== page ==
Is memcpy() usually faster than strcpy() (on most real platforms)? (I assume that size of the string is known.)

If I remember i386 assembler correctly, there are loop instructions which copy a given number of bytes or words. So it is the fastest way, while strcpy() i386 assembler implementation would use manual checking for '\0' in a plain loop.

So I feel that on x86 memcpy() is faster than strcpy().

What's about other architectures?

  • 7
    memcpy might be able to take advantage of > 1 character at a time copies (it knows the length); so I would imagine it would be faster (or rather no slower), although they server different purposes. See fossies.org/dox/glibc-2.19/string_2memcpy_8c_source.html, danielvik.com/2010/02/fast-memcpy-in-c.html, etc Commented Jul 26, 2014 at 1:45
  • 2
    Be carefull, on some platforms memcpy only works with aligned pointers. This especially is not the case if you copy substrings (based on a variable index). So while memcpy is more efficient, it can not be used in all cases (you wont notice the problem on Intel as it allows unaligned access (slowly)).
    – eckes
    Commented Jul 26, 2014 at 1:59
  • 13
    @eckes: What platforms would those be!? Some platforms may have memcpy-ish functions which are only useful with aligned pointers, but I don't believe any conforming implementation of memcpy could impose any restrictions on src other than that it identify a block of readable memory of sufficient size which does not alias any part of the destination block.
    – supercat
    Commented Jul 26, 2014 at 2:08
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    @eckes microsoft's code for memcpy from many years ago broke the copy down into three sections, an unaligned prefix, the main body, and an unaligned suffix. Which is to say that alignment issues are transparent to the user, and the bulk of the copy (the main body) is done at maximum aligned speed using full sized (e.g. 32bit) transfers. Commented Jul 26, 2014 at 2:26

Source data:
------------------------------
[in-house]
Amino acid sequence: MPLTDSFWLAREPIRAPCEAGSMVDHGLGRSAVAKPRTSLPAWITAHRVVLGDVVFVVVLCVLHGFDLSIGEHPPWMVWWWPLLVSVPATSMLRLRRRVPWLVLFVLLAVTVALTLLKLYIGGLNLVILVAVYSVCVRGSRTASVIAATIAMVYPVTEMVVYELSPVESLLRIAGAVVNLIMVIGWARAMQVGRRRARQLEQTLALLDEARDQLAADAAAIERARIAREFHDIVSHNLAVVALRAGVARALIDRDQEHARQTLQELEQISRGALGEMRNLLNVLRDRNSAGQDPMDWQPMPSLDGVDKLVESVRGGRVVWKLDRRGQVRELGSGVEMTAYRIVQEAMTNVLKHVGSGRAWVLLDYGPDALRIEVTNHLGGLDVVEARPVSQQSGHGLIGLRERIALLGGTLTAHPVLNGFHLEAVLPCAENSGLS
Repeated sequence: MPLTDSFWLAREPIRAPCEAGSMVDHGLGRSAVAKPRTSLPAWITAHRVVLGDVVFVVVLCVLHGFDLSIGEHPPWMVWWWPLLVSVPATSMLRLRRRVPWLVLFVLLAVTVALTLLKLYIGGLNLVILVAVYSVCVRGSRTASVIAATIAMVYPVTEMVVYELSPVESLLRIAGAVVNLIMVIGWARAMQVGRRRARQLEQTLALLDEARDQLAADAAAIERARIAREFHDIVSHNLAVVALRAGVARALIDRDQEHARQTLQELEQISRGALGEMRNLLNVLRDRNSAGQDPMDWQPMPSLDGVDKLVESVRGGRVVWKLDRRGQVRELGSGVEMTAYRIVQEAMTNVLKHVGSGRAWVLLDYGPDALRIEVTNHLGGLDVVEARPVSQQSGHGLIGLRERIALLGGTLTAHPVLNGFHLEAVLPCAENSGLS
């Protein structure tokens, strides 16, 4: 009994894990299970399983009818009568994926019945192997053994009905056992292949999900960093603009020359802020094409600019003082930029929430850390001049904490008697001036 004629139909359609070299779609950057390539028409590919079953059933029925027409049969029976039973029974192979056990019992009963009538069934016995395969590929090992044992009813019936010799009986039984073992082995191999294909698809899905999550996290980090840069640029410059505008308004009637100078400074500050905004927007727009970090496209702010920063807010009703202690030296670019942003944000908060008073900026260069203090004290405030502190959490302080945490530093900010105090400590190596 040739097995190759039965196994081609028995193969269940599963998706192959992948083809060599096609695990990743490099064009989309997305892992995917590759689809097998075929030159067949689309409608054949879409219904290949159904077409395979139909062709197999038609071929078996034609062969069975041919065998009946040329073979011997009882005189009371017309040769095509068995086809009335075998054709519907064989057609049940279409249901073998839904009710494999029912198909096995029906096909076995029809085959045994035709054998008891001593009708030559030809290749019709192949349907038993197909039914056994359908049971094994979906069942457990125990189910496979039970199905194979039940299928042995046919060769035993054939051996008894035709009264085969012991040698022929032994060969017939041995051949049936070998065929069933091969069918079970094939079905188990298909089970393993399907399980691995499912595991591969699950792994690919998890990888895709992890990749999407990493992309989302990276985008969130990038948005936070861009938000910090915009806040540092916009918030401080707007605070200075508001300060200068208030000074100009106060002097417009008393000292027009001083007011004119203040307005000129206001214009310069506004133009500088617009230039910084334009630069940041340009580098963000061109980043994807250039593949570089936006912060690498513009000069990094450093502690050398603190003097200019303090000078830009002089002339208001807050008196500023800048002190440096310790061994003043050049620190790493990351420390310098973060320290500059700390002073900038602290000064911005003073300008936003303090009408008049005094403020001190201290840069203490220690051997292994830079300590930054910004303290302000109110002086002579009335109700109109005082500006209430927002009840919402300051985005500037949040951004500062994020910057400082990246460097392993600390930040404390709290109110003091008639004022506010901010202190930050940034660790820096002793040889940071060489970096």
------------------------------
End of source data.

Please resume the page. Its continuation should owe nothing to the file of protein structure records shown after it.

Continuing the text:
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    Yes, for the same number of bytes moved, memcpy is likely to be several times faster than strcpy. The only exceptions would be very short operations where the complexity of the memcpy setup would swamp the actual copy.
    – Hot Licks
    Commented Jul 26, 2014 at 2:38

2 Answers 2


If you know the size of the data to be copied, then memcpy() should be as fast or faster than strcpy(). Otherwise, memcpy() can't be used alone, and strcpy() should be as fast or faster than strlen() followed by memcpy().


A lot of implementations of memcpy() and/or strcpy() and/or strlen() are designed to efficiently handle large amounts of data. This often means additional startup overhead (e.g. determining alignment, setting up SIMD, cache management, etc) and makes these implementations bad (slow) for copying small amounts of data (which is far more likely in well written code). Because of this, "should be as fast or faster" does not necessarily imply "is as fast or faster". For example, for small amounts of data an memcpy() optimised for large amounts of data may be significantly slower than a strcpy() that wasn't optimised for large amounts of data.

Also note that the main problem here is that generic code (e.g. memcpy() and strcpy()) can't be optimised for a specific case. The best solution would have been to have multiple functions - e.g. memcpy_small() that's optimised for copying small amounts of data and memcpy_large() that's optimised for bad code that failed avoid copying a large amount of data.

  • 4
    I would expect versions of memcpy() which are optimized for larger blocks would start by checking whether the size is large enough to make large-block optimizations worthwhile and, if not, simply use a small-block routine. It may be that when e.g. copying a two-character string the cost of strcpy ends up being less than that of memcpy, but I would not expect the break-even point to be much beyond that.